Warhammer: Age of Reckoning. A bit more cartoonish than "Mark of Chaos", but still fairly solid. The duels in the first half showcase the impact of steel on steel, as well as (at one point) the effect of a gauntlet-clad fist on a bare face. The weapons seem heavy and powerful, and the fights feel more "epic" because of it even though they're fairly simple in theatrical terms. The second half (the intro to the game itself) is a bit harder to judge. Orcs go down cartoonishly from a single bullet, while a Chaos marauder takes a great deal of punishment without dropping. The latter case is justified by the supernatural nature of the character, but in that sense the former just seems sillier because of it.

Final Fantasy 12. There's good use of metal-on-metal in this scene, although the usefulness of armor actually leads to the question of why that armor is fully covering for the Imperial Soldiers and...less so for the Dalmascan soldiers. However, for every attack deflected by armor, there's another attack that passes right through it. Of note is the arrow that kills Prince Rasler. His armor is strange as it is, but then its inability to deflect a single arrow despite its thickness is stranger still. This is a universe with healing magic, too, so clearly the arrow wasn't even slowed down by the armor and managed to kill him instantly. This is a situation where an attempt at realism was actually detrimental, because the rest of the universe wasn't realistic enough to support it. An alternate hypothesis (it's difficult to tell from the scene) is that the arrow actually hit the little "hole" in the armor's neck area that makes no real sense; if that's the case, then it kind of highlights why you shouldn't leave weaknesses in your armor's coverage.

So, to sum up:
1) Conveying melee combat is a question of conveying the sense involved. Those senses can be conveyed through the power, strength, and speed of the combatants and weapons involved.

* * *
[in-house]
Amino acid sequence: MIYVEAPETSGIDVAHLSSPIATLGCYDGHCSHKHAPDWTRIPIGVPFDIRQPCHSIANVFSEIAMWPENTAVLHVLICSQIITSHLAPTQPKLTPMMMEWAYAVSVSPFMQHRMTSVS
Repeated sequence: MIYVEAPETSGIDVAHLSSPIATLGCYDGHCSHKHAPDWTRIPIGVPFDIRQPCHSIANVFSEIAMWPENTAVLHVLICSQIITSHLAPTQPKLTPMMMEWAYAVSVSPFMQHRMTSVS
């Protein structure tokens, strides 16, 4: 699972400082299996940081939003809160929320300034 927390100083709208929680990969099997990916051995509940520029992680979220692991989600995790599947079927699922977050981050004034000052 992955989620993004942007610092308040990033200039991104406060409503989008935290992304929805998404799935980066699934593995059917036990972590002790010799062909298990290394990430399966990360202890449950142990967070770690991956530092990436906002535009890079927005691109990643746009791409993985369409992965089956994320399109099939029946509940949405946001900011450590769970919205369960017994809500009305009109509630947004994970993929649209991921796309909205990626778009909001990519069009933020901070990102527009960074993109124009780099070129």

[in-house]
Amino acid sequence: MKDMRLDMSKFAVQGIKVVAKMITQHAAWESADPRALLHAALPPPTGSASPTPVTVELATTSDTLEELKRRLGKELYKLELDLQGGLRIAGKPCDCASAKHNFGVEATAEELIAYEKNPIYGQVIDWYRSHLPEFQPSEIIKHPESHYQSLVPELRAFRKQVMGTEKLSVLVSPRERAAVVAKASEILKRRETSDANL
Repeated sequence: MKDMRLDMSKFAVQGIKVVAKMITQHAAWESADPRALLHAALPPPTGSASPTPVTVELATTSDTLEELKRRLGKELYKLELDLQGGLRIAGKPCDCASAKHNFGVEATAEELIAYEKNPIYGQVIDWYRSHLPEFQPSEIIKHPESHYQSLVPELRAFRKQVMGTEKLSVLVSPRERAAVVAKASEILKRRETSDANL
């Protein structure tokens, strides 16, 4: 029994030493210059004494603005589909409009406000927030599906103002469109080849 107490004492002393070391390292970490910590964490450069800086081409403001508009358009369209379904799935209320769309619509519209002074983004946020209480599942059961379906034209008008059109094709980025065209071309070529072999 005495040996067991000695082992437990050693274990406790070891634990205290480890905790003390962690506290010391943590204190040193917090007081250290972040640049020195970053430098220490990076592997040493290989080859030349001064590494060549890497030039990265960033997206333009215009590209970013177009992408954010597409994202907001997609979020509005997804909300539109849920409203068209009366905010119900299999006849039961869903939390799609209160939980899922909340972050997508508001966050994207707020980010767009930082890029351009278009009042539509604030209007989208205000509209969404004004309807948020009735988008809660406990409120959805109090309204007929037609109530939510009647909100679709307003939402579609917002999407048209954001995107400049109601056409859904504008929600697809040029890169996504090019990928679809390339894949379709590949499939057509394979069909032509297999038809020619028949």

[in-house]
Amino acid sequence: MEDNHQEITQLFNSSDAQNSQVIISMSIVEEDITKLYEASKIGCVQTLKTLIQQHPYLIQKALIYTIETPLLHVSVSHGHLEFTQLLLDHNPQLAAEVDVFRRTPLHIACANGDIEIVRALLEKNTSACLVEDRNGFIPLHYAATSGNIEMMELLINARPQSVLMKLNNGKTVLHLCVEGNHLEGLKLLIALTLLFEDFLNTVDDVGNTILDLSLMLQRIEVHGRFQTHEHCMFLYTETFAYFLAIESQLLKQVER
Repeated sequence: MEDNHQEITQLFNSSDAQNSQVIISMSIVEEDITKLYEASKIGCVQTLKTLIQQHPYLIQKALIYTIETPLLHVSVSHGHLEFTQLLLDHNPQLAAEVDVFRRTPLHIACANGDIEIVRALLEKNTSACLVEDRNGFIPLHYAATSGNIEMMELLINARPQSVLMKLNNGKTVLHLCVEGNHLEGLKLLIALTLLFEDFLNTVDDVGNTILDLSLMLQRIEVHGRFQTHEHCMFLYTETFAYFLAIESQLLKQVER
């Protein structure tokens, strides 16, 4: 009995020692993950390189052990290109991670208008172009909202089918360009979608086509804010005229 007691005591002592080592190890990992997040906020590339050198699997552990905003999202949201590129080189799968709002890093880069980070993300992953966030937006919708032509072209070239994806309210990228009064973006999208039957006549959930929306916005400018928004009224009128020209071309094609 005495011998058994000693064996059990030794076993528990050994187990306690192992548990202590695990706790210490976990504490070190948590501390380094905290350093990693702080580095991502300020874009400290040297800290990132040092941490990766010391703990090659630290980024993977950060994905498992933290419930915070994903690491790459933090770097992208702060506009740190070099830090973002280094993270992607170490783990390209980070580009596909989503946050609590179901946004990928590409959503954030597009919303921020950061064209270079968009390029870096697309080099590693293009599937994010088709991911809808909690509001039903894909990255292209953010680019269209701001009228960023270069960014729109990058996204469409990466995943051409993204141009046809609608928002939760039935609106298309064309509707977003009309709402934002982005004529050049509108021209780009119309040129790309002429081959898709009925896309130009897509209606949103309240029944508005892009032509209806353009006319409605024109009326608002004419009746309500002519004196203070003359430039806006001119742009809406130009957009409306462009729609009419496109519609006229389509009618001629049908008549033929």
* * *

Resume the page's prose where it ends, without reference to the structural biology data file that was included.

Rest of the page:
2) Making objects feel "real" is a key aspect of connecting fantastic or implausible battles to the kind of "real experiences" that a normal person might encounter in their daily lives.
3) The use of sound and cinematic trickery can overcome the necessities of safety when it comes to creating the illusion of "real combat" by doing what cannot be safely done in real life.

Saturday, January 15, 2011

Moral intention.

We're all used to morals, aesops, and lessons. There's just no getting around them when it comes to fiction. They're a constant presence from childhood, and it seems natural to use fiction as a way to illustrate a moral concept. This is a combination of two main factors: firstly, "childhood aesops" are used to simplify and illustrate morals that may be too complex for a child to grasp. Secondly, every writer inevitably reflects their viewpoint of the world onto their writing, so in many cases the events of the world will match their political views or philosophical views (subtly or not).

Many of the aspects of "believability" can be traced down to smaller factors influencing the larger whole. Morality is no different, and one of the key points of a "moral" is that it is meant to connect to real life. Many aspects of "unrealistic" concepts are justifiable because they're just there to look cool. This is not the case with most morals: a moral exists to be connected to real life. Of course, that's not always the case (plenty of morals are perfectly applicable only in-universe) but usually if it's identifiable as a moral, then the author intended it to reflect on reality.

Where morals tend to break down is in that applicability. There are several potential reasons for this: a lack of connection to reality, the introduction of mitigating elements, or authorial control. These three concepts form the baseline for what can disrupt or affect a moral, but they all work on basically the same grounds: there is no way for the audience to reasonably apply this moral to their real lives and expect it to work in the same way. The little changes and influences quickly turn a "simple" moral into a moral that requires many additional factors to make sense.

Lack of Connection to Reality